- A diluted form of mindfulness should not be the only publicly acceptable expression of spirituality.
- The economic and political future of everyone hinges on cognitive modes which support doing.
- Mindful living in the deepest sense motivates people to get out into the world, do more, and become agents of positive change.
As we look to infuse a greater sense of meaning in our day-to-day lives, there is an important question to consider. Is the prescriptive advice that we are to put our energies into being more mindful? Or is the actual challenge confronting us that of finding the energy and the willpower to do more things mindfully?
These questions are not mere semantics. There are some very crucial practical differences between these two approaches. For example, if our goal is the former, a state of being, then we may decide to spend as much time as possible alone in mindful meditation. But if what we are pursuing is the latter, if it's mindful living in the deepest sense, that should provide us with the motivation to get out into the world, do more, and become agents of positive change.
Exploring the differences between these two paradigms is not to lessen or demean one in the face of the other. Being mindful and present, in each and every moment, without judgment or agitation, is a very appealing cognitive strategy for coping with life’s frustrations. For some of us, the environmental factors we face make the act of simply being an aspirational reprieve.
Mindfulness meditation offers a path to pausing our thoughts when we feel overwhelmed. It is designed to mitigate the Buddhist truth of suffering, a view of life that many of us can sympathetically relate to. There is no disputing the fact that we’d all be better off if we incorporated mindful breathing into our toolkits for coping with the pressures of our disruptive times.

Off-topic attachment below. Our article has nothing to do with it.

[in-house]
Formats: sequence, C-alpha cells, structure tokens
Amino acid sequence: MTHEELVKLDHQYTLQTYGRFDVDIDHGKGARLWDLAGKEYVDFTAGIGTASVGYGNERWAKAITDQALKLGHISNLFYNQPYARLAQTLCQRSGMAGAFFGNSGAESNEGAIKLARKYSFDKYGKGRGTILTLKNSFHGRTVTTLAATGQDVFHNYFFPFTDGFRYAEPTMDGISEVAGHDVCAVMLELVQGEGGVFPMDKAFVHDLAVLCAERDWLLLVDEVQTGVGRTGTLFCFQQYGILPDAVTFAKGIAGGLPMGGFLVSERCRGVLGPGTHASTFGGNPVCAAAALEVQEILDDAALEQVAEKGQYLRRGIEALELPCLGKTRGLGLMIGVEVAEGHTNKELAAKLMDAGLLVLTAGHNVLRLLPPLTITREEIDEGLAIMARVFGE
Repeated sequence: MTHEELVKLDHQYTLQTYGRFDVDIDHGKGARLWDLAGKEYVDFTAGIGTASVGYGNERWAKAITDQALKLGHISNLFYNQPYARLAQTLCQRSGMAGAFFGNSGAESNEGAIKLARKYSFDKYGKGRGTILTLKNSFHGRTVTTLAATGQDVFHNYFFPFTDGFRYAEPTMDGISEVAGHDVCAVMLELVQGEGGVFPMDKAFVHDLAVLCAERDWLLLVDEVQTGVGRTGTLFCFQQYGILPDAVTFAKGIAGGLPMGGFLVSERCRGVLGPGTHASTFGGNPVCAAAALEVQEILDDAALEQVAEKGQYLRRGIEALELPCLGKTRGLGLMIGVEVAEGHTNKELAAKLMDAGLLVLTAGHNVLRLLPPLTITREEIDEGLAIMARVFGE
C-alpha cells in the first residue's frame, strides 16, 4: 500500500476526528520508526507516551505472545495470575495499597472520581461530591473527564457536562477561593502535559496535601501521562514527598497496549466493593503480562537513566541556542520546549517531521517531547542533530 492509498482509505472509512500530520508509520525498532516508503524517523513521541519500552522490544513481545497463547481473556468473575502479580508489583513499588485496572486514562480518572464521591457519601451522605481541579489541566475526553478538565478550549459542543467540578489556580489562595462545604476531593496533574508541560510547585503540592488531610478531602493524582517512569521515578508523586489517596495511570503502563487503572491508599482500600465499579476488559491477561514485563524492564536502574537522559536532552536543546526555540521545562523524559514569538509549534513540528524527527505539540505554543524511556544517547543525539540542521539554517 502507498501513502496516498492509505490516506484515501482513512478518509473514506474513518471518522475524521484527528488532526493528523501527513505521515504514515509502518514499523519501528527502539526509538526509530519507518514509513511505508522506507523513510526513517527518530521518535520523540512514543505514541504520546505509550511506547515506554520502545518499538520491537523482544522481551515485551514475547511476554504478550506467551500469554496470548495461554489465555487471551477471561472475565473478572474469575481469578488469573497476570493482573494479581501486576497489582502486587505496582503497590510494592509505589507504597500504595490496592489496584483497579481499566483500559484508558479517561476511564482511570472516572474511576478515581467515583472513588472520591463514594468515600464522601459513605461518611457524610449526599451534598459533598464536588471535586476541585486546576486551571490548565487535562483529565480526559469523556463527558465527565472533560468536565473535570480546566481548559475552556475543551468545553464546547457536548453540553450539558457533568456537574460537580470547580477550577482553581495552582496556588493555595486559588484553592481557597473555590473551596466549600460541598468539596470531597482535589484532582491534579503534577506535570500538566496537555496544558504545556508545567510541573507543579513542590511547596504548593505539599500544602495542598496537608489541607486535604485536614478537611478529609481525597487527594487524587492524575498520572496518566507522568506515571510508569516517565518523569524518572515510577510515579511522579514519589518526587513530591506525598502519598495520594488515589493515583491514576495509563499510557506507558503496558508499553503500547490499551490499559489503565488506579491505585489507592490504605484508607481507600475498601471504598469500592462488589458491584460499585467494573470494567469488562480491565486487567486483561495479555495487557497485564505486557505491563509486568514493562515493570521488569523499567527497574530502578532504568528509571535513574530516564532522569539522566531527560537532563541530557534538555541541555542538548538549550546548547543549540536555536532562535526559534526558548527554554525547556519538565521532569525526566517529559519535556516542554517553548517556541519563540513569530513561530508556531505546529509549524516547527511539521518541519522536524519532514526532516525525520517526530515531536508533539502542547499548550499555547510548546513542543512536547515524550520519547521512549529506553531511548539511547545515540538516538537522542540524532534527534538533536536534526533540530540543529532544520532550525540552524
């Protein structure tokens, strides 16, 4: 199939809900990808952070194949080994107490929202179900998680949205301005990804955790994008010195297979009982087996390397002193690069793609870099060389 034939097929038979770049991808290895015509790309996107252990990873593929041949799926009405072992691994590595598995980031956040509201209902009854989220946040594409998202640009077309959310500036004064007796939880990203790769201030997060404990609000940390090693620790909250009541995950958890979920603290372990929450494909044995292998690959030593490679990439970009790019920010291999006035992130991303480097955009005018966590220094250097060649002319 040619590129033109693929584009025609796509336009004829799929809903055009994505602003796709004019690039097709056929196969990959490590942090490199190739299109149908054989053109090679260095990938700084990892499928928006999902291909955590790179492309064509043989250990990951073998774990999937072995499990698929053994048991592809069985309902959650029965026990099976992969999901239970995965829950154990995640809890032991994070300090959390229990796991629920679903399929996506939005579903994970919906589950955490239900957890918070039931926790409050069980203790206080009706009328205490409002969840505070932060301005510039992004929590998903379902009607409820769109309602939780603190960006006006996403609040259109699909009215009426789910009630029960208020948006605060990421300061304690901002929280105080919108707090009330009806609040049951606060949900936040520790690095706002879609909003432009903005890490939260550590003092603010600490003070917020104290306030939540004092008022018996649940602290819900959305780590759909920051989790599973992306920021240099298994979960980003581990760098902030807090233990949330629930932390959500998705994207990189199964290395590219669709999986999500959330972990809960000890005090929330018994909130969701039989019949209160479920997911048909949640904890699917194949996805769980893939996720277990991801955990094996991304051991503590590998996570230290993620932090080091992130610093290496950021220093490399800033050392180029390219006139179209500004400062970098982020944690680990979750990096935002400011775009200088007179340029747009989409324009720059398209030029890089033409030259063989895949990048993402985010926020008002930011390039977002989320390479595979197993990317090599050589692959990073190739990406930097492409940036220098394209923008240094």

Where Are the Spiritual Spaces?
What is in dispute is whether our society is well served by the growing trend of advocating for a diluted approach to mindfulness as the only way to successfully bring the hunt for spiritual meaning to modern life. Passivity in the face of overwhelming chaos is one strategy. But it is not the only strategy.
For many in the West, spirituality has slowly, but noticeably, become increasingly absent from our social and working lives. There are, of course, demographic and behavioural factors that can explain this trend. Our society became less religious, while our culture institutionalized an incredibly unhealthy work/life balance. Consequently, companies that recognize the importance of spirituality in the workplace, with few exceptions, ended up embracing the paradigm of being spiritual through mindfulness and meditation.
Living Means Chasing Goals
This is a curious turn. Our society needs more mindful living. Our economic and political futures are contingent on folks adopting a cognitive mode that supports doing. Embracing mindfulness as a tool for meaning requires us to orient toward being and away from doing. The continued growth of the mindfulness industry, and its ability to successfully infiltrate the human resource department of economic powerhouses, seems to show that there is a very well-defined inverse relationship between adaptation and data around the effectiveness of these approaches.
Being mindful involves attending to the present without striving, whereas doing things mindfully involves cognitive operations that support the goal-oriented behaviour often driving modern life. On the long road of personal growth and spiritual development, the situation is never either/or. There is a role for both approaches, but we need to be mindful of when living demands more than just being.
Weitzner, D. 2021. Connected Capitalism. Toronto: University of Toronto Press.